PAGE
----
Additionally, CIOs believe the crisis showed how tech debt and complexity can impact risk. They believe, in fact, that complexity multiplies the impact of risk for an organization. For this reason, it is important to focus now on simplifying what you can. This includes creating business flexibility.
At the same time, change is inevitable and remains the only constant. Today, CIOs claim the speed of change is increasing. At the same time, they stress there is no such thing as being totally ready. For this reason, CIOs believe business leaders need to embrace the ambiguity. They need to make certain they are comfortable with the unknowns including the unforeseeable. CIOs suggest as well business leaders be on first-name basis with the monsters in the closet and own their demons.
CIOs, also, said something unexpected. They said that crises happen all the time in IT. CIOs every day have to deal with micro-crises such as a technical issue with a business service and evolving macro-crises including digital transformation and pandemic. For this reason, CIOs say they need to operate for the micro crisis and plan-invest-execute for coming macro crisis.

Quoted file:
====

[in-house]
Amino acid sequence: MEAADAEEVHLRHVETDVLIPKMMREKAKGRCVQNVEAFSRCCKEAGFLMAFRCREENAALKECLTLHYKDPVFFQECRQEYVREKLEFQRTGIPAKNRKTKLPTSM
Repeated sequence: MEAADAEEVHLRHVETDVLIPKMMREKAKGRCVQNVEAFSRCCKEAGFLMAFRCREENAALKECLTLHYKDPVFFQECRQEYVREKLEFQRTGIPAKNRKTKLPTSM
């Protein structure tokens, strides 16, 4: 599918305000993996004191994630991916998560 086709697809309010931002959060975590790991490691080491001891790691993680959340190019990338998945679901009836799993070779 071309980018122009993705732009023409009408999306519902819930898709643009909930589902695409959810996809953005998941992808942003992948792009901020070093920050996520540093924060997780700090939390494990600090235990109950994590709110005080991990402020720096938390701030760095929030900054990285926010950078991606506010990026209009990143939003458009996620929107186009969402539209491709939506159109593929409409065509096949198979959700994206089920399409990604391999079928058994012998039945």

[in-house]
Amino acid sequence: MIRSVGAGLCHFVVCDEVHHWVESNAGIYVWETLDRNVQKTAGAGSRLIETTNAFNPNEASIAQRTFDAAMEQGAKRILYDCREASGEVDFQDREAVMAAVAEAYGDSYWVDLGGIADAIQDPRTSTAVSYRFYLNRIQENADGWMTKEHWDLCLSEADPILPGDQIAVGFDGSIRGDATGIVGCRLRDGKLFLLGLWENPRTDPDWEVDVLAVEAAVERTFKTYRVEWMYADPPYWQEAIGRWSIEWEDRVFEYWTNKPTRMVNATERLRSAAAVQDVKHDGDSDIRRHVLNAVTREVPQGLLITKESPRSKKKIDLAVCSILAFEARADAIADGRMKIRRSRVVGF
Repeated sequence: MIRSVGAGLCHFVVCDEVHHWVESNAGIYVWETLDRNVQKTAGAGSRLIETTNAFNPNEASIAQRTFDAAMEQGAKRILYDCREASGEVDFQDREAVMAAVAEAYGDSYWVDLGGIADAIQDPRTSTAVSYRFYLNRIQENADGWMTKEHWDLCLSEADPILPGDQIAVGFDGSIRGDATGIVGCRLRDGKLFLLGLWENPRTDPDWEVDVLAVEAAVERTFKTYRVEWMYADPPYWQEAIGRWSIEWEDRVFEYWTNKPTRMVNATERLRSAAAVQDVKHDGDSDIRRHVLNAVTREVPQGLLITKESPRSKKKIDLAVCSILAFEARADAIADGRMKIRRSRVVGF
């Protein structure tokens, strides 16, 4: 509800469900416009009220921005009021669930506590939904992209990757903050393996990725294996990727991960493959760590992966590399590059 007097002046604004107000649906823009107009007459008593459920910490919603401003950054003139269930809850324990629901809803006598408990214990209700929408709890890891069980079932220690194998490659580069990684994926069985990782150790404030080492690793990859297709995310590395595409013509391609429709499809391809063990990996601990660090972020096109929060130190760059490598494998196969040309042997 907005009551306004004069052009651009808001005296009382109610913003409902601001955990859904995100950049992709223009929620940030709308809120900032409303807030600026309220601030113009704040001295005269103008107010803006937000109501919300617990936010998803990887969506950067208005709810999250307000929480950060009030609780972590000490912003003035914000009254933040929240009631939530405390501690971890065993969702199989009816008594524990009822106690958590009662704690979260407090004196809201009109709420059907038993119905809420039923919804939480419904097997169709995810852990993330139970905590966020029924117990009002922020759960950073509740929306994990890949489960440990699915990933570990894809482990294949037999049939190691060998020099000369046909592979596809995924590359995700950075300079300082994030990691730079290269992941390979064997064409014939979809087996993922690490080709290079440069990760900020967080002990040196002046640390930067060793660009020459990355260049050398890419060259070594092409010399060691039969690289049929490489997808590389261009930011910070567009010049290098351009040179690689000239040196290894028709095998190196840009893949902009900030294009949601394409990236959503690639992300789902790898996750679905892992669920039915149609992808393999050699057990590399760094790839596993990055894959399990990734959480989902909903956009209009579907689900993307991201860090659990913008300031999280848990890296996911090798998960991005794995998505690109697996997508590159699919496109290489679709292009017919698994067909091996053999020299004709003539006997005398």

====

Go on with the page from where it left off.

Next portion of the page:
Related Article: CIOs: Time to Sense Transformational Needs, Create Agility
Learning From Mistakes Made
CIOs say it is important that their organizations determine what worked and what didn’t work during the crisis. At the same time, it is time to move the organization — especially IT — out of heroism mode. This may have helped in the early days of the crisis, but it is no longer healthy.
In terms of taking stock, CIOs say it is important to create a safe place to talk about and learn from the mistakes made. The starting place for this can be finding people who are willing to publicly talk about their own mistakes. To make this work, it is important to build a process to get to the root cause of the mistakes without placing blame. With this, it is critical to fix stuff and reward those who do this. CIOs need to be patient in this process. CIOs suggest as well that for experiments or projects, it is important to fail early because failing later has higher costs and consequences.
Planning for Risk Needs More than IT
It has become abundantly clear during the crisis that IT isn’t an island onto itself and that the risks associated with a crisis require more than IT. Risk planning today has to be more comprehensive than “call IT.”
One CIO suggested that one of the big corporate pathologies of the last 20 years is just to give things that nobody wants or are hard to think about to IT just because it touches, could touch, or might touch technology. As we all learned during the crisis, without a process for effectively accommodating and protecting humans, you set your business up to fail.